While you are freelancing or looking for a job, you can attend certificate programs in your area of interest to learn more about it and show interest.  These usually consists of several courses focused around a topic and may similarly to a degree have electives and main classes.

If you want to further your education and perfect your skills, Master’s programs, although not very common, are available in both general and medical animation.  These classes are more in depth and build on foundations from undergraduate courses.  A Master’s program is good because it culminates in a thesis project of your choice, which can serve as a portfolio piece that you put much time and effort into, and will hopefully show off your best skills.


It will help to show off your work wherever and whenever possible to get eyes on it and get your name out there.  You can do so on your website or Youtube but contests and shows are a great way to show your work to a focused group.  Its not as easy as it was with Siggraph 20 years ago since the industry has grown many times but if your work stands out, it will get noticed.  The good thing is there are many more now.  Here is a list of some animation festivals.  Here is another active list on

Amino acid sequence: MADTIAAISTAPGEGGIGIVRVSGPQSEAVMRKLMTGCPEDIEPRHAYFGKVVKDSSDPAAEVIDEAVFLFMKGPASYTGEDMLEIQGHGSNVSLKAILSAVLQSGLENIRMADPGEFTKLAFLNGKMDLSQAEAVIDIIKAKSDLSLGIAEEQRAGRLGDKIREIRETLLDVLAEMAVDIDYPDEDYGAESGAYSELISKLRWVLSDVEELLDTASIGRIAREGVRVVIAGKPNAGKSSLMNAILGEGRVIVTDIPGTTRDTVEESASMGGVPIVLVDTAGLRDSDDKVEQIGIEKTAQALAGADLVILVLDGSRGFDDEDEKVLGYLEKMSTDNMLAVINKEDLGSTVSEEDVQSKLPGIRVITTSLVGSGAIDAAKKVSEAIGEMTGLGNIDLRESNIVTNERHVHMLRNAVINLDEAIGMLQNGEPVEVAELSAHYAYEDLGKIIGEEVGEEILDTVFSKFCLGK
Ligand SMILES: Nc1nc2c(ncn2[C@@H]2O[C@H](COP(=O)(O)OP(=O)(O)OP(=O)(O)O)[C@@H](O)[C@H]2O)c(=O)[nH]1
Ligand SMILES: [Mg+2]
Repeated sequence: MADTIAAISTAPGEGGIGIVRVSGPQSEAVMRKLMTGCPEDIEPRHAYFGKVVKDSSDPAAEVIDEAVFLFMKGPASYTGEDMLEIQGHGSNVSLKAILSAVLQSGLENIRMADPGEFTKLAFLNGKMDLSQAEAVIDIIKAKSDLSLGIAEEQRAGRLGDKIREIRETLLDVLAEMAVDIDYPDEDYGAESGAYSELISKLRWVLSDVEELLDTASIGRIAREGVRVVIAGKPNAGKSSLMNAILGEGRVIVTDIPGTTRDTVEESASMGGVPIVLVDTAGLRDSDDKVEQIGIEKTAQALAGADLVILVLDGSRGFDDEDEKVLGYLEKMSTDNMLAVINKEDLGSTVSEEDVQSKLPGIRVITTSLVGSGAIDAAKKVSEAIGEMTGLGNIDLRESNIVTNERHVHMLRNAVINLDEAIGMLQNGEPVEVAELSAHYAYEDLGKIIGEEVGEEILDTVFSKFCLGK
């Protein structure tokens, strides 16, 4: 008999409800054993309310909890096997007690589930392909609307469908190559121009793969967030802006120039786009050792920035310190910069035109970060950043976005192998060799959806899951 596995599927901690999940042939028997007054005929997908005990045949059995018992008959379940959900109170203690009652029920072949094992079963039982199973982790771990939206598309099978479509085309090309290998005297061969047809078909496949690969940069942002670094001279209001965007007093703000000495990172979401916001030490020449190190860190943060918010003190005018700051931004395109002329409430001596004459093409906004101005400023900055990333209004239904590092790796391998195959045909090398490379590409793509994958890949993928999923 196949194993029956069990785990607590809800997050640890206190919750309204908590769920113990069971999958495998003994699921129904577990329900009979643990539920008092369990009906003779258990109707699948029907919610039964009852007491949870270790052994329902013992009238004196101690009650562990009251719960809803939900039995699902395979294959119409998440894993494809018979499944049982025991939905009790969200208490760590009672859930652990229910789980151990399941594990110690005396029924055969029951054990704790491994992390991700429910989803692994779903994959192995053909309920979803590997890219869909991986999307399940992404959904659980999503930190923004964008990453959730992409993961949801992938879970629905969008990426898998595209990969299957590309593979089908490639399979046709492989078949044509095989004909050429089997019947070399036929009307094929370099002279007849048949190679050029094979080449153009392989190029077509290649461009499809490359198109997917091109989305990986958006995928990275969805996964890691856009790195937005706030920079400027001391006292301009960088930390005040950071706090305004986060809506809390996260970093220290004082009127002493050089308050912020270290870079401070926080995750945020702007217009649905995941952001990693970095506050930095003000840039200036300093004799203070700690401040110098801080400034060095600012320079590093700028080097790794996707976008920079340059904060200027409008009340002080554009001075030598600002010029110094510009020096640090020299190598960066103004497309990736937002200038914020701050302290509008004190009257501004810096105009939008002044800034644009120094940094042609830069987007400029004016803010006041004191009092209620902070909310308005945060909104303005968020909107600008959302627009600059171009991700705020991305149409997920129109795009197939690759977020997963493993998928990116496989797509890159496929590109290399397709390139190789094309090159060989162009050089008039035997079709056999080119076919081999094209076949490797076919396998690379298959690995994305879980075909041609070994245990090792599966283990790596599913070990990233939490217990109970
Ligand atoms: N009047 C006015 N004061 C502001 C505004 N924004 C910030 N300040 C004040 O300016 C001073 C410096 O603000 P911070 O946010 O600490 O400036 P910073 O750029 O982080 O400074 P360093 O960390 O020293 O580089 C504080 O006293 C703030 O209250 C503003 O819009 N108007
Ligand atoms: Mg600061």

I hope that this article has answered the question of whether 3d animators are in demand for you.  Stay tuned for more 3d animation business oriented articles and others.

Doc J

Dr. J has worked in biology all his life and holds several advanced degrees and certificates in biology, anatomy, scientific illustration, 3d animation and motion graphics. He has always had an interest in teaching others the wonders of biology using the latest advances in graphics, including visualization, digital microscopy, animation, illustration, VR and interactive media.